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  • TR: Jul 2011

Upper Geyser Basin

Upper Geyser Basin in Yellowstone is home to Old Faithful as well as hundreds of other geothermal features.

Old Faithful is perhaps the most famous geyser in the world. Upper Geyser Basin, which includes Old Faithful, has the largest concentration of geysers in the world and many other geothermal features.

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Trip Report: July 12, 2011

The following information was taken from the Old Faithful Area Trail Guide, which is available at the Old Faithful visitor center.

Upper Geyser Basin

Old Faithful Area

  • Old faithful is in the Upper Geyser Basin, one of three large geyser basins along the Firehole River.
  • The majority of the world's active geysers are here.
  • Only four other locations in the world?Russia (Kamchatka), Chile, New Zealand, and Iceland?have large concentrations of hydrothermal features.
  • Five geysers here?Old Faithful, Castle, Grand, Daisy, and Riverside?are predicted by the rangers.
Upper Geyser Basin
Upper Geyser Basin
Upper Geyser Basin
Upper Geyser Basin
Upper Geyser Basin
Upper Geyser Basin
Upper Geyser Basin
Old Faithful

This area's concentration of hydrothermal features provides ample evidence of Yellowstone's volcanic geology. Within the past two million years, 3 major eruptions have occurred in Yellowstone?and the volcano is still active. Molten rock, or magma, may be as close as 3-8 miles (5-13 km) underground. This magma provides the first ingredient for thermal features: heat. Rain and snow supply the second: water. The water seeps down several thousand feet (more than a kilometer) below the surface where it is heated. Underground cracks form the third ingredient: a natural "plumbing" system. Hot water rises through the plumbing to produce hot springs and geysers.

In a geyser, constrictions in the plumbing prevent water from circulating freely to the surface where heat would escape. The deepest water can exceed the surface boiling point of 199°F (93°C). The surrounding pressure also increases with depth. Increased pressure exerted by the enormous weight of the overlying water prevents the deeper water from boiling. Bubbling upward, steam expands as it nears the top of the water column. At a critical point, the confined bubbles lift the water above and the geyser overflows. This decreases pressure on the system, and violent boiling results. Instantly, a huge volume of steam is produced that forces water out of the vent in a superheated mass. Eruption begins.

In an eruption, water is expelled faster than it can enter the geyser's plumbing system. The heat and pressure gradually decrease. The eruption stops when the water reservoir is exhausted or when the gas bubbles diminish enough to be able to rise without ejecting the water. Fountain-type geysersshoot water out in various directions from a pool. Cone-type geyserserupt in a concentrated jet of water, usually from a cone formation.

Other Hydrothermal Features

Hot springsare closely related to geysers, but their underground channel systems are not constricted. Water circulates to the surface where heat escapes through evaporation or runoff. The cooler water returns to the underground system, keeping it in equilibrium.

Fumaroles, Yellowstone's hottest surface features, vent steam. Their underground systems reach down into the hot rock masses, but contain very little water. When rain or melting snow drain into the fumarole's plumbing, it converts instantly to steam.

Mudpotsare acidic features with a limited water supply. Hydrogen sulfide, which rises from deep within the earth, is used by some microorganisms as an energy source. They help convert the smelly gas to sulfuric acid, which breaks down rock into clay. Various gases escape through the wet clay mud and cause it to bubble and plop.

Form and Function

As you explore the Upper Geyser Basin, notice the variety of mineral formations surrounding its geysers and hot springs. When hot water erupts from a geyser or flows from a hot spring, it cools and leaves behind a thin mineral deposit called siliceous sinter, which is primarily composed of silicon dioxide (the same material found in glass). When this mineral is splashed from geysers, it is known as geyserite.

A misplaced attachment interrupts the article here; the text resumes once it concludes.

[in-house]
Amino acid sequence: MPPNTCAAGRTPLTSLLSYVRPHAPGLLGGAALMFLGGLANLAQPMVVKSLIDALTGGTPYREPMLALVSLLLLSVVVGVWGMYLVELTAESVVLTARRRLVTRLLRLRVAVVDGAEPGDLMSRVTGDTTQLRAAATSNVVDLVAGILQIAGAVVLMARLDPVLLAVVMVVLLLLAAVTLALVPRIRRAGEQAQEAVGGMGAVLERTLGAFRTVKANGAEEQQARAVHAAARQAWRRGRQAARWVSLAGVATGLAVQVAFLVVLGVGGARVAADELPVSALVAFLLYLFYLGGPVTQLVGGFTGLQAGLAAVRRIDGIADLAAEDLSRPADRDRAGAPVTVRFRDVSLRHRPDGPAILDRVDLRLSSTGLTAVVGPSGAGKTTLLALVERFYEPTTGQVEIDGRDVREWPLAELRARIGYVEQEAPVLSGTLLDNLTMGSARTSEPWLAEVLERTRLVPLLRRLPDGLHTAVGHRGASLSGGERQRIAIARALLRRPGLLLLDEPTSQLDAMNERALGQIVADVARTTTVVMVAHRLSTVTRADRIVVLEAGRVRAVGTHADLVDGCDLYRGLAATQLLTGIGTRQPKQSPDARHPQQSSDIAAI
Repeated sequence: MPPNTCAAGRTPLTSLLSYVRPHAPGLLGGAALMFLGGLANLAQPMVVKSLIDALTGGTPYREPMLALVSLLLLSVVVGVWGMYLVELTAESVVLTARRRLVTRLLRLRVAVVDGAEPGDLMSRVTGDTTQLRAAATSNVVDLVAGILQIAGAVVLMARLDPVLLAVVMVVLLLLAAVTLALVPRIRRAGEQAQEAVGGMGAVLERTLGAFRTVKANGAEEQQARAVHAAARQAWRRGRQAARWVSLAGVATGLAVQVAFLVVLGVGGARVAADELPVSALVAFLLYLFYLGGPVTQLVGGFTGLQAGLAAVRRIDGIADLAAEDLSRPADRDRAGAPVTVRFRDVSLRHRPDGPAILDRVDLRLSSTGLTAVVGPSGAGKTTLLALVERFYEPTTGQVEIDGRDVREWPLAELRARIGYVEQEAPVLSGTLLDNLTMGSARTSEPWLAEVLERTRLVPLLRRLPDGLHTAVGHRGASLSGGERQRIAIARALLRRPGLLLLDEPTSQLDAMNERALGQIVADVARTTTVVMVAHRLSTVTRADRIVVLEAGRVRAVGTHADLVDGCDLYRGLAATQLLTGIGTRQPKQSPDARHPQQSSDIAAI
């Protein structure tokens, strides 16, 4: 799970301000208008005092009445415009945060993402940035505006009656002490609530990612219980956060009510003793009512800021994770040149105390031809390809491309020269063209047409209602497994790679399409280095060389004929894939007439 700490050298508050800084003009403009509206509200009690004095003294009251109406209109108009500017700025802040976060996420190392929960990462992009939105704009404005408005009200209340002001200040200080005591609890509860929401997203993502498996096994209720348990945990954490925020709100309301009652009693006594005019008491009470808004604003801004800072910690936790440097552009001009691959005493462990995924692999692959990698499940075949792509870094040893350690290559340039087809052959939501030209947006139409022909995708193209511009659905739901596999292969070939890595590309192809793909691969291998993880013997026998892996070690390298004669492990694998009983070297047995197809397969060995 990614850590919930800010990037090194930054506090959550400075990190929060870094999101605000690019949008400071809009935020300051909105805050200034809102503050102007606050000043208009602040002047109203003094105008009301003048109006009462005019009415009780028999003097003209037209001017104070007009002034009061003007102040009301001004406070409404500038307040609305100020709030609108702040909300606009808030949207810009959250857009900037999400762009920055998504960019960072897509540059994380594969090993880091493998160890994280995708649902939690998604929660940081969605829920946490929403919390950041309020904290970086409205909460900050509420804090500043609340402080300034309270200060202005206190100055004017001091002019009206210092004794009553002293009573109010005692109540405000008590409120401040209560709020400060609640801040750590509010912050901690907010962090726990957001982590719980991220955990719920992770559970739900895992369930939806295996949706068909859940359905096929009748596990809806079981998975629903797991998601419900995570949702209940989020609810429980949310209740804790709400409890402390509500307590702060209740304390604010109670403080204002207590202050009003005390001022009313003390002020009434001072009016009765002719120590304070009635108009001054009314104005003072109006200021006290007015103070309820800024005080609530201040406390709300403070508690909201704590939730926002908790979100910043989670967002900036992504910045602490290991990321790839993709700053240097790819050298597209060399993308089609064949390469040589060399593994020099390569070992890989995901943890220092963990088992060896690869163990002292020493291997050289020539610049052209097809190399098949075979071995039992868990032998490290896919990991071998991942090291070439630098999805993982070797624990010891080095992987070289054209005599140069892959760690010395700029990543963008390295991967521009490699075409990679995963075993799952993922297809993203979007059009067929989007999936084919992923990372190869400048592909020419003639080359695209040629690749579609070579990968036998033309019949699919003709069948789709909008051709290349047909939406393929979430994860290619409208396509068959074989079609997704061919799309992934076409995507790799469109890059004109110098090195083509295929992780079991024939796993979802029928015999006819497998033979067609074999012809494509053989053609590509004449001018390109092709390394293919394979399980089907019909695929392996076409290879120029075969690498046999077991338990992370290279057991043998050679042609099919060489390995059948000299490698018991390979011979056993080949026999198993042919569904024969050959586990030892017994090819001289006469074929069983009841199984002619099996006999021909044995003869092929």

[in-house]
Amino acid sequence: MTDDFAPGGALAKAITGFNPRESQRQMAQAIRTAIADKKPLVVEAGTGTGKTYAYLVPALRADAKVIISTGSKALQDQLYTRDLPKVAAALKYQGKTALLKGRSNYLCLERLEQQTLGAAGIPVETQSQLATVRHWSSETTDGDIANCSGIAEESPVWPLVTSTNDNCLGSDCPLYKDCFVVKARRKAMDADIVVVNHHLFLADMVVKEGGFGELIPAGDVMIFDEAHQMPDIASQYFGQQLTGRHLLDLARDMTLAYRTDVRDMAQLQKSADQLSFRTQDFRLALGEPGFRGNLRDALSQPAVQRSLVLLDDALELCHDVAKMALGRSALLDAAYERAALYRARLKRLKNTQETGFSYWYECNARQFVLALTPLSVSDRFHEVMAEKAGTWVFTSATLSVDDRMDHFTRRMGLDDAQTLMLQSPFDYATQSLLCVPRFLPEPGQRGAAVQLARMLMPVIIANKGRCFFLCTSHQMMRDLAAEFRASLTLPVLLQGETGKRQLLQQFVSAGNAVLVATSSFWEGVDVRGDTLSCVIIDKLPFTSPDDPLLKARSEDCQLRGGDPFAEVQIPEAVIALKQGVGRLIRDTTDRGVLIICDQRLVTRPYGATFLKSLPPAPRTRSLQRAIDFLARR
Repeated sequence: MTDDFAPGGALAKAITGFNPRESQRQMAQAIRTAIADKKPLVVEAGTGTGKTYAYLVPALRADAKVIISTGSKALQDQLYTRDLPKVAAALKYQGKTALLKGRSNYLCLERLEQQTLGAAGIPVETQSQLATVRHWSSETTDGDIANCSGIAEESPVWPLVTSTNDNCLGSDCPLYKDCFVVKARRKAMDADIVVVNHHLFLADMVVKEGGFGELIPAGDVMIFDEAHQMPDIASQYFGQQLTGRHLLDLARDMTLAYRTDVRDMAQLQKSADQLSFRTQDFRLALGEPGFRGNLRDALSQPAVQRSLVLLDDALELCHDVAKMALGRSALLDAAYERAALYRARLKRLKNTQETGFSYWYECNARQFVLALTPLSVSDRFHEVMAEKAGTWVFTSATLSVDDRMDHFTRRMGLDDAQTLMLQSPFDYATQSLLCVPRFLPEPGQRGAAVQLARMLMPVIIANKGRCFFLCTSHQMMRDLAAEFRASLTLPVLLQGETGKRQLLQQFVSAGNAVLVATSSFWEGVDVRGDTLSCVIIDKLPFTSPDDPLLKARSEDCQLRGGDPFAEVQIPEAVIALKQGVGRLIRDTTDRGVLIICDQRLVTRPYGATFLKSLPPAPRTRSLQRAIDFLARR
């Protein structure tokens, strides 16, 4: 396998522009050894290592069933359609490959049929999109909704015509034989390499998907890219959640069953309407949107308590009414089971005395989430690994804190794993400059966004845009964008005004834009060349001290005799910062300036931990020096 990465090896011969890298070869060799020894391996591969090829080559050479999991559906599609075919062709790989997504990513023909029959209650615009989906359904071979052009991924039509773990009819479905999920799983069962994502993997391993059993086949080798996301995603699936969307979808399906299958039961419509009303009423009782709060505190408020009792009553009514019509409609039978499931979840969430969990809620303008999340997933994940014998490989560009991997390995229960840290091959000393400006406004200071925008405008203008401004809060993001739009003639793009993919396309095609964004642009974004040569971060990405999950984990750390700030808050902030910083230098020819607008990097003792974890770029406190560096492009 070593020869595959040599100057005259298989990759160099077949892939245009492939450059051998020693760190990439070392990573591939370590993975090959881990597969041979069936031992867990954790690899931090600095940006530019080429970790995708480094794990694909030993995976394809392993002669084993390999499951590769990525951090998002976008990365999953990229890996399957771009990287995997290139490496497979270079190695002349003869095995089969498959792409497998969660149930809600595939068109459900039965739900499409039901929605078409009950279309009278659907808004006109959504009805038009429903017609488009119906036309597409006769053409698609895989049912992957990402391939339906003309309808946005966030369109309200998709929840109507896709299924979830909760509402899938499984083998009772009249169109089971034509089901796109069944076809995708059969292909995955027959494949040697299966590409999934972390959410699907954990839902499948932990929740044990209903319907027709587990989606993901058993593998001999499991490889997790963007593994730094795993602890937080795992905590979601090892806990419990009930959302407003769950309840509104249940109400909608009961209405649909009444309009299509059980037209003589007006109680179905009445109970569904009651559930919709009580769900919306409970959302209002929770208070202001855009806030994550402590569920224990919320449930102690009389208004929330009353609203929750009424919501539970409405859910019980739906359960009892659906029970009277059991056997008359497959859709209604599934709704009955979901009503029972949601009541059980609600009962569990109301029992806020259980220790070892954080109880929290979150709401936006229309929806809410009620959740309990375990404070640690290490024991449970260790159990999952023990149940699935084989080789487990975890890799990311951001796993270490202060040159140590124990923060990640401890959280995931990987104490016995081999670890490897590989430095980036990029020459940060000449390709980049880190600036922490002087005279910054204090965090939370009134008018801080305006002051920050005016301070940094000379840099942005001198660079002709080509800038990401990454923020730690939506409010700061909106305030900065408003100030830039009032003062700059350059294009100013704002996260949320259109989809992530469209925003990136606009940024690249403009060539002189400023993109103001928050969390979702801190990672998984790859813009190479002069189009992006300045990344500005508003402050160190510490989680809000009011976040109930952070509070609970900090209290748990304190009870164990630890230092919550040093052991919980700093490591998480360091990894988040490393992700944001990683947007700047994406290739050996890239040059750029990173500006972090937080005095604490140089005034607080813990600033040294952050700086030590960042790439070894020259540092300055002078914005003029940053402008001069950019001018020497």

Mineral formations offer clues to the behavior of a feature and to its age. If you see thin shelves of lacy sinter overhanging a pool, you?re probably looking at a hot spring instead of an active geyser. If you know the average rate that sinter forms in a thermal area you can also guess the age of a formation. In the Old Faithful area, sinter formation averages about one inch (2.5 cm) per century. Imagine, then, the age of Giant Geyser, which has one of the tallest geyser cones in the world.

Primal Colors

Throughout Yellowstone, the ribbons of color in and around the thermal features are usually formed by thermophiles (heat-loving organisms). These organisms?algae, bacteria, and archaea?are primitive life forms that have inhabited the earth for almost four billion years. Cyanobacteria, which are common in the Old Faithful area, thrive in temperatures up to 167°F (75°C). Other thermophiles exist in even hotter water.

Research on some of these life forms has sparked revolutions in an array of scientific fields. In 1966, Dr. Thomas Brock discovered a bacterium, Thermus aquaticus, in a Yellowstone hot spring. Scientists extracted an enzyme from this bacterium, which has contributed to developing DNA ?finger-printing,? a powerful tool widely used in criminal and medical research. Numerous other thermophiles have been found in Yellowstone, each producing unique enzymes potentially important to society.

More Than Old Faithful

The largest concentration of geysers in the world is in the Upper Geyser Basin. This guide discusses several of the more prominent geysers and their eruption patterns. During summer, you can find eruption predictions for six major geysers posted in the lobby of the Old Faithful Visitor Center. (Five are here; the sixth?Great Fountain?is in the Lower Geyser Basin north of here.) However, a geyser's pattern of eruptions may change at any time. The predicted eruption times are the best estimates available.

Observation through the years has revealed that several geysers, such as Riverside, have pre-eruption characteristics that provide a basis for accurate prediction of eruption times. However, the characteristics may change from time to time. Most geysers have so little evidence of a behavior pattern that their eruptions are not predictable.